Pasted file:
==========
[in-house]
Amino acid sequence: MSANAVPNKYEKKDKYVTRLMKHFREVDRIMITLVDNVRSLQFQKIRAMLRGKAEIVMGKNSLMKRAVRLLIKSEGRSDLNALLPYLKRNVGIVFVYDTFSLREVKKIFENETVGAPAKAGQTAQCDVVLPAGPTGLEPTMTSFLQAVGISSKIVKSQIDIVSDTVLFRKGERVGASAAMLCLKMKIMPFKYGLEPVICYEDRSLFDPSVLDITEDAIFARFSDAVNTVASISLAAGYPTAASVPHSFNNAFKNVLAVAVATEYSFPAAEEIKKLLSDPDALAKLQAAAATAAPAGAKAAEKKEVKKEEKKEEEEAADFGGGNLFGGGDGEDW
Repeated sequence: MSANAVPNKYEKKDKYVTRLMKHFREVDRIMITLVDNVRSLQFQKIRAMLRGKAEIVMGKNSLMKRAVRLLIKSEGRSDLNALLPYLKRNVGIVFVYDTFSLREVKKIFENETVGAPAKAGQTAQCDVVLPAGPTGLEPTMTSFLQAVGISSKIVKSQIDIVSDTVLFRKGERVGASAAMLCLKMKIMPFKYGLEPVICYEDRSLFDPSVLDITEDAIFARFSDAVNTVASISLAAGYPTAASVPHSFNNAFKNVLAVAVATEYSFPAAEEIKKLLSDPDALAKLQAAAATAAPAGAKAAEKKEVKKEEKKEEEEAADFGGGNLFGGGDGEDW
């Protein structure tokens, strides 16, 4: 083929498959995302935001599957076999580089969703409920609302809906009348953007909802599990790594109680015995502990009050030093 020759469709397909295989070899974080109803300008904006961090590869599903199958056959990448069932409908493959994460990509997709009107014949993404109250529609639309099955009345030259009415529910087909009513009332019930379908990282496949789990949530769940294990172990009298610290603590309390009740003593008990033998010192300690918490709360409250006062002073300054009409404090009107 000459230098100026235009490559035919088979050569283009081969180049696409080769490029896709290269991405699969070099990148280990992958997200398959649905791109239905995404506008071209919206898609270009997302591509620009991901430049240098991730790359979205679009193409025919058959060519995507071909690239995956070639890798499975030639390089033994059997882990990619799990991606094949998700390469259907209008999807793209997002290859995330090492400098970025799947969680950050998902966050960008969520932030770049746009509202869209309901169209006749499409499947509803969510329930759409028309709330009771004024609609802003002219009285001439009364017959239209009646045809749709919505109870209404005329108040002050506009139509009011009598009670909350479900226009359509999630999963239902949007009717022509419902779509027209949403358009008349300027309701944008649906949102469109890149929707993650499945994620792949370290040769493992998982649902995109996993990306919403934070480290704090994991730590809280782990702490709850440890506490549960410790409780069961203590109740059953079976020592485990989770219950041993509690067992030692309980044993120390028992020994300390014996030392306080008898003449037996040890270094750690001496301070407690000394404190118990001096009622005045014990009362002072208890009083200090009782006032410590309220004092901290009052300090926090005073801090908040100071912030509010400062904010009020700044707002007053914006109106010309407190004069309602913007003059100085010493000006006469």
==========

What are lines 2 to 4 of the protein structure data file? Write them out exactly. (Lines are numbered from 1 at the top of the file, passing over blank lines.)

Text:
Amino acid sequence: MSANAVPNKYEKKDKYVTRLMKHFREVDRIMITLVDNVRSLQFQKIRAMLRGKAEIVMGKNSLMKRAVRLLIKSEGRSDLNALLPYLKRNVGIVFVYDTFSLREVKKIFENETVGAPAKAGQTAQCDVVLPAGPTGLEPTMTSFLQAVGISSKIVKSQIDIVSDTVLFRKGERVGASAAMLCLKMKIMPFKYGLEPVICYEDRSLFDPSVLDITEDAIFARFSDAVNTVASISLAAGYPTAASVPHSFNNAFKNVLAVAVATEYSFPAAEEIKKLLSDPDALAKLQAAAATAAPAGAKAAEKKEVKKEEKKEEEEAADFGGGNLFGGGDGEDW
Repeated sequence: MSANAVPNKYEKKDKYVTRLMKHFREVDRIMITLVDNVRSLQFQKIRAMLRGKAEIVMGKNSLMKRAVRLLIKSEGRSDLNALLPYLKRNVGIVFVYDTFSLREVKKIFENETVGAPAKAGQTAQCDVVLPAGPTGLEPTMTSFLQAVGISSKIVKSQIDIVSDTVLFRKGERVGASAAMLCLKMKIMPFKYGLEPVICYEDRSLFDPSVLDITEDAIFARFSDAVNTVASISLAAGYPTAASVPHSFNNAFKNVLAVAVATEYSFPAAEEIKKLLSDPDALAKLQAAAATAAPAGAKAAEKKEVKKEEKKEEEEAADFGGGNLFGGGDGEDW
């Protein structure tokens, strides 16, 4: 083929498959995302935001599957076999580089969703409920609302809906009348953007909802599990790594109680015995502990009050030093 020759469709397909295989070899974080109803300008904006961090590869599903199958056959990448069932409908493959994460990509997709009107014949993404109250529609639309099955009345030259009415529910087909009513009332019930379908990282496949789990949530769940294990172990009298610290603590309390009740003593008990033998010192300690918490709360409250006062002073300054009409404090009107 000459230098100026235009490559035919088979050569283009081969180049696409080769490029896709290269991405699969070099990148280990992958997200398959649905791109239905995404506008071209919206898609270009997302591509620009991901430049240098991730790359979205679009193409025919058959060519995507071909690239995956070639890798499975030639390089033994059997882990990619799990991606094949998700390469259907209008999807793209997002290859995330090492400098970025799947969680950050998902966050960008969520932030770049746009509202869209309901169209006749499409499947509803969510329930759409028309709330009771004024609609802003002219009285001439009364017959239209009646045809749709919505109870209404005329108040002050506009139509009011009598009670909350479900226009359509999630999963239902949007009717022509419902779509027209949403358009008349300027309701944008649906949102469109890149929707993650499945994620792949370290040769493992998982649902995109996993990306919403934070480290704090994991730590809280782990702490709850440890506490549960410790409780069961203590109740059953079976020592485990989770219950041993509690067992030692309980044993120390028992020994300390014996030392306080008898003449037996040890270094750690001496301070407690000394404190118990001096009622005045014990009362002072208890009083200090009782006032410590309220004092901290009052300090926090005073801090908040100071912030509010400062904010009020700044707002007053914006109106010309407190004069309602913007003059100085010493000006006469």